In 2018, a killer whale named Tahlequah gained global attention as she mourned the loss of her calf, which lived only 90 minutes after it was birthed. She carried her child on her back for 17 days—a gesture that tugged at heartstrings around the globe. But now, there is some good news. Tahlequah is pregnant once again.
The orca was recently photographed by researchers from Southall Environmental Associates (SEA) and SR3, two non-profits that focus on marine life conservation. The groups regularly take photographs of the endangered Southern Resident killer whale population in the Pacific Northwest and came across several pregnancies. Tahlequah is among the killer whales whose change in shape reveals that she's in the late stages of pregnancy, which typically lasts 17 to 18 months.
Scientists are cautiously optimistic that this time Tahlequah, also known at J35, will get her happy ending. Unfortunately, the reality is that unsuccessful pregnancies are becoming more common, which isn't helping their declining numbers. In fact, two-thirds of orca pregnancies don't have a successful outcome. It's unfortunate news for the population, which is down to just 73 whales, meaning that every life is critical.
“It’s easy to celebrate a pregnancy, but the fact is that it’s quite possible this won’t result in a healthy live birth,” says Deborah Giles, a research biologist with the University of Washington’s Center for Conservation.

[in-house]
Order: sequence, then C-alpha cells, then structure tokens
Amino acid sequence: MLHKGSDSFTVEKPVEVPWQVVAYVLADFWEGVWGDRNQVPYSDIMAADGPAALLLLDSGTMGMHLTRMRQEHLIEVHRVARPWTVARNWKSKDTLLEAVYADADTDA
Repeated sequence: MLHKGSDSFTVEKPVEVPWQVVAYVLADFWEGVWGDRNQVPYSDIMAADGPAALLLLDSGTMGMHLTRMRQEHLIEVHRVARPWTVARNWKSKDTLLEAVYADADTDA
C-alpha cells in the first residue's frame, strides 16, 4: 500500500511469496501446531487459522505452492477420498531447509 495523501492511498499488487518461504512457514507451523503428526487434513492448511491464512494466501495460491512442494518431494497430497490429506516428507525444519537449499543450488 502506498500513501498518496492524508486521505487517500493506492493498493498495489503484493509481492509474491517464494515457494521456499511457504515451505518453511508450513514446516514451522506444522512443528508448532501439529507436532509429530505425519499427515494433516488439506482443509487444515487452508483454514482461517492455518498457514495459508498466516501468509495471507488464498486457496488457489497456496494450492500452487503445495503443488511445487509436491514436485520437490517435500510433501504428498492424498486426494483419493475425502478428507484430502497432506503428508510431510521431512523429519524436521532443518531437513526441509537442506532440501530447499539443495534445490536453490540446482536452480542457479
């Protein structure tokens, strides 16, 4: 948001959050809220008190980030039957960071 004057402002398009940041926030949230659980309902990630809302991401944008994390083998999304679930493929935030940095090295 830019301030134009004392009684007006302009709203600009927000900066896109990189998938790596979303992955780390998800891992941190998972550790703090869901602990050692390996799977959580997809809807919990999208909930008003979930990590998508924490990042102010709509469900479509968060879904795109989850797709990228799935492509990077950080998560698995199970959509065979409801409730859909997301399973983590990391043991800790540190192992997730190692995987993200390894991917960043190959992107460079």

Researchers believe that poor nutrition is contributing to the rise in stillbirths. Part of the issue is that killer whales feed exclusively on Chinook salmon. Overfishing and mismanagement of fisheries have caused a sharp decline in the salmon population, taking away this vital resource for the orca. Researchers have also found that stress from hunger may also be a reason for poor reproduction.
Once the calves are born, they are bonded as a family for life and join the pod permanently. In fact, Tahlequah's demonstration of grief over her last pregnancy shows just how strong the maternal bond becomes through the year and a half pregnancy. Scientists are asking for the entire community to do their part in making these pregnancies a success by keeping boating to a minimum and allowing for a calm environment—this could make all the difference.